CLOUDLAND

RISING FAWN, GA

RIDE TYPE
Mixed Surface
DISTANCE
46.6 Miles
ASCENT
3225 Feet
COURSE
Loop
TERRAIN
Rolling, Mountains
SETTING
Rural, Forest

The 46 mile Cloudland route consists of three long horizontal paved sectors interrupted by two short vertical gravel sectors. The first gravel sector descends the west side of Lookout Mountain to the hamlet of Rising Fawn, GA and another ascends back to the crest. Stunning views, the gorge and waterfalls at Cloudland Canyon State Park and the ride along the escarpment make this an unforgettable route.

The Cloudland route starts at Cloudland Canyon State Park at the top of Lookout Mountain in extreme northwest Georgia. The park features towering waterfalls spilling into the canyon and is worth visiting even apart from cycling. Restrooms and water are available at the starting point.

The route escapes the park and avoids the main entrance on a short section of gated doubletrack before beginning the first paved sector. Expect woodlands, meadows and a few sizeable rollers before plunging off the western edge of Lookout Mountain on gravel. Sulphur Springs Gap Rd is steep and will affirm your choice to pay extra for bigger rotors (or make you wish you had).

A paved, eleven mile spin through the valley has almost constant views of the mountains and passes through the hamlet of Rising Fawn before a store stop at mile 26.2. In many ways this is an area which time has forgotten. Barney Fife and Sheriff Andy would fit right in.

Newsome Gap Rd isn’t nearly as steep as the previous descent and the manageable grade makes for a fun gravel climb back to the brow of Lookout Mountain. The area is riddled with caves and one located just a few feet off the road. Look for the rock with faded graffiti at mile 31.5. The narrow cave entrance sits just above.

The final paved sector is fast and fun with spectacular views from the escarpment. Along the way you ride on Plum Nelly Rd and pass the the Plum Nelly Farm.

It began in 1947 at an outdoor art show held at Fannie Mennen’s house on the back of Lookout Mountain, Georgia. Ms. Mennen’s property had years earlier been named Plum Nelly when her brother-in-law, Louis Marks, after driving, what to him seemed a long way from Chattanooga, remarked, “Fannie, your place is plum out of Tennessee and nearly out of Georgia.” (Louis’s Virginia Tidewater accent was responsible for the change from nearly to nelly.)

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The route eventually reenters Cloudland Canyon State Park where a gate prevents motorists from entering without paying. Its easy enough to ride around but not before peering off the edge of the precipice. The final three miles of the Cloudland route are completed inside the park.

A fast CX bike would be perfect for this route but ride it with whatever you have. There is a short section of crumbling pavement approaching Newsome Gap Rd but the rest is smooth and gravel sectors were high quality as of publication date. Bring some food and plan to hang around at the park after the ride. Combining the Cloudland route with camping and hiking at the state park, exploration of the areas many caves or perhaps a visit to Rocktown, and historical attractions in the city of Chattanooga would make for an outstanding weekend getaway.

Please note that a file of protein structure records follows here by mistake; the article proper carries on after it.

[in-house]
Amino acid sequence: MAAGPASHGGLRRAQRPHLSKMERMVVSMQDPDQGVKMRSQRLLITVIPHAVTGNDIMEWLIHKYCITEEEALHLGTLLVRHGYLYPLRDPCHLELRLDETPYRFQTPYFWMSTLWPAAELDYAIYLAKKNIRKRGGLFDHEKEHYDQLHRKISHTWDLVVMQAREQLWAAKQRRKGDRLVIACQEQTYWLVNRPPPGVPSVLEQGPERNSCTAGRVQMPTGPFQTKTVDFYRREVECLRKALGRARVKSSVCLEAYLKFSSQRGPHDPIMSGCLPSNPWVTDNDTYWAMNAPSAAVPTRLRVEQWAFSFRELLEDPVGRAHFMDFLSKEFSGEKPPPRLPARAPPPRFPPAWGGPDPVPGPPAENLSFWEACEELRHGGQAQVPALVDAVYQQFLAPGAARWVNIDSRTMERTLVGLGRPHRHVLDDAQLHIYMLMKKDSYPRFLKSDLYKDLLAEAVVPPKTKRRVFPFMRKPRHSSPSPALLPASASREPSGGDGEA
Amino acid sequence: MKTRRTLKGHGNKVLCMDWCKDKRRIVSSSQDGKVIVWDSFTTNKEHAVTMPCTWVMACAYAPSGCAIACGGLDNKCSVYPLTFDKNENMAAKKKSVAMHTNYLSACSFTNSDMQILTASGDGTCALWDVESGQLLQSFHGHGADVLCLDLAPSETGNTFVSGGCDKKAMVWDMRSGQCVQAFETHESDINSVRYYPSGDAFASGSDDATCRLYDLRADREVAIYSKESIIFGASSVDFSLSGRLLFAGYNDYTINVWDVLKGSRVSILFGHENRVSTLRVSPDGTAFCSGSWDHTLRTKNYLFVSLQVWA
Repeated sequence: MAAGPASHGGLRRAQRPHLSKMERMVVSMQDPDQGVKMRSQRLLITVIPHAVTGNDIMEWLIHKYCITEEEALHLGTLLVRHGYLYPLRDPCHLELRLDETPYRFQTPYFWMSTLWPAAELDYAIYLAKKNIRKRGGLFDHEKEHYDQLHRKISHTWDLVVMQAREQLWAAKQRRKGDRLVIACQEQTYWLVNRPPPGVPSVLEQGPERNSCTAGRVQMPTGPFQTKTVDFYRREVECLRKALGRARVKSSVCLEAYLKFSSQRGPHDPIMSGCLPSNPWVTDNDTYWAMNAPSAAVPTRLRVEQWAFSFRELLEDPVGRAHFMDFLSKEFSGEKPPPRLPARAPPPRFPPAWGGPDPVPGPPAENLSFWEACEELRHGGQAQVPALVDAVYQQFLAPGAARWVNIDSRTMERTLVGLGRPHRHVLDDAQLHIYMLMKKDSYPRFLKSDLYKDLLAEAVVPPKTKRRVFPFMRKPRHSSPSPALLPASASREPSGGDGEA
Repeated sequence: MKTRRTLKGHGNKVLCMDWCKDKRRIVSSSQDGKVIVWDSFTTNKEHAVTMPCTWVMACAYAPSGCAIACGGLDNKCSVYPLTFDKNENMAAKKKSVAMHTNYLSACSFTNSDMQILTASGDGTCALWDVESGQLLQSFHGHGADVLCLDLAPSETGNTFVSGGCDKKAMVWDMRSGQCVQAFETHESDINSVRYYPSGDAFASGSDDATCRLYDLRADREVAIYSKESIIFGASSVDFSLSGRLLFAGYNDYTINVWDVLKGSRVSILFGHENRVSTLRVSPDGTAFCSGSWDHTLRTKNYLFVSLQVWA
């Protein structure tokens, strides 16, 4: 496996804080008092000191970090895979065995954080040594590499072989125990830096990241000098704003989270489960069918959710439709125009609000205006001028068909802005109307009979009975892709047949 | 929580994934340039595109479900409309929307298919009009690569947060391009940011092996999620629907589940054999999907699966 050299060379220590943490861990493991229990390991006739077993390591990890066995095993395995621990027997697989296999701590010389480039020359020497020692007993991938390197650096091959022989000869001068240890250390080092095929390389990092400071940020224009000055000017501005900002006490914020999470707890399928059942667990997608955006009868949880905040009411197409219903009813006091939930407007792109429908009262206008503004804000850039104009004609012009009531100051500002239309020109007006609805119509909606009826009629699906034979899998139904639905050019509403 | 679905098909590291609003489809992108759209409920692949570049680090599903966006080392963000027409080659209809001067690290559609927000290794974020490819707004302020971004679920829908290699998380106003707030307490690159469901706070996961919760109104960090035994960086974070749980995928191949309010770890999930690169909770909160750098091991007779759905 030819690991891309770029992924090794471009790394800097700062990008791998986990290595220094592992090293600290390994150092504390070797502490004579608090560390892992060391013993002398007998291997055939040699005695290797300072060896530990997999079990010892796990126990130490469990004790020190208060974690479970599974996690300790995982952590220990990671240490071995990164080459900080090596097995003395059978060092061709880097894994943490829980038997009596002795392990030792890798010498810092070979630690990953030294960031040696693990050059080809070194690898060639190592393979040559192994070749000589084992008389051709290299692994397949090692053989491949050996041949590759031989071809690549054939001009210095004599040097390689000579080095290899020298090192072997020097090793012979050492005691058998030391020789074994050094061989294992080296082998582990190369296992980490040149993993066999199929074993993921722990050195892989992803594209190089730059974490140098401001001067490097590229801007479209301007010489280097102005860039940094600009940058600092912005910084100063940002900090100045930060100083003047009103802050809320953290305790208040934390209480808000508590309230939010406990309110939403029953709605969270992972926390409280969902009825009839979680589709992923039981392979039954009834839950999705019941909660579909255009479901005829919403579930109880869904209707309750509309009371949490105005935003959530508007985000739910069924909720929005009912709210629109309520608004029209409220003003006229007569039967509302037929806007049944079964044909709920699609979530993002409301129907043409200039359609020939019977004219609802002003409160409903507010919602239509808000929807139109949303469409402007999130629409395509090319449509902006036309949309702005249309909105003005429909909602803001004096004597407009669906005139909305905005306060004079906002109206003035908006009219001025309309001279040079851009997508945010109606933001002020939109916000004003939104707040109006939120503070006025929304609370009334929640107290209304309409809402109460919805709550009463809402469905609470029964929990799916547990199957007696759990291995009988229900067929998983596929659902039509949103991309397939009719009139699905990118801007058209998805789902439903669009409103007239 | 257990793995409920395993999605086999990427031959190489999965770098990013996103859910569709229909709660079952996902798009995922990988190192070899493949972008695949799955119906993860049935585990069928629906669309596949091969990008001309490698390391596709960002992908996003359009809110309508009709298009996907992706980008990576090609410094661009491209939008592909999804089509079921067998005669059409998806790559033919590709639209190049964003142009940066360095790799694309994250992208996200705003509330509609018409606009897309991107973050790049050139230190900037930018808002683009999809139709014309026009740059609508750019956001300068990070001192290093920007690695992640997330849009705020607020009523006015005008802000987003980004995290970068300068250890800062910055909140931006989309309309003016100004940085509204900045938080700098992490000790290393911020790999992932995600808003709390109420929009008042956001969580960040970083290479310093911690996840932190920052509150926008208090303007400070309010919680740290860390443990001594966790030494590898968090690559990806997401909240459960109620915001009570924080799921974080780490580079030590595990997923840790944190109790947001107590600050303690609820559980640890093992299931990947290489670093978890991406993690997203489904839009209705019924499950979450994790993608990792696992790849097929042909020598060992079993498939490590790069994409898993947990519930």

• Sulphur Springs Rd is steep.
  • There can be a significant temperature difference between the valley and mountain top.
  • This is truly the land of clouds. What appears to be cloud cover as you approach from the lowlands can be dense fog at the top of Lookout Mountain. Consider a blinky light just in case.
  • Restrooms and water are available at the ride start indicated on the map.
  • Cloudland Canyon State Park opens at 7:00 AM and closes at 10:00 PM. Gates are supposedly locked and signs threaten towing if cars are left after closing.
  • There is a $5 parking fee. It is worth it.
  • The state park can be very busy at times so plan to get there early during peak season.
  • The nearest towns with services are Trenton GA to the northwest and Lafayett GA to the east. The City of Chattanooga TN is about 20 miles to the north.

Terms of Use: Use of this route is at your own risk. This route map and associated route descriptions are believed correct at the time of publication but accuracy cannot be guaranteed. You assume all responsibility for 1) checking weather and road conditions, 2) knowing and obeying land use rules and restrictions, 3) knowing and obeying all rules of the road, 4) carrying and using proper safety and navigation equipment and, 5) knowing the limits of your physical ability. SoutheasCyclingRoutes.com, contributors and Timothy Hollingworth are in no way liable for personal injury, damage to personal property, or any other loss to individuals following this route or using information contained in the route map or description.

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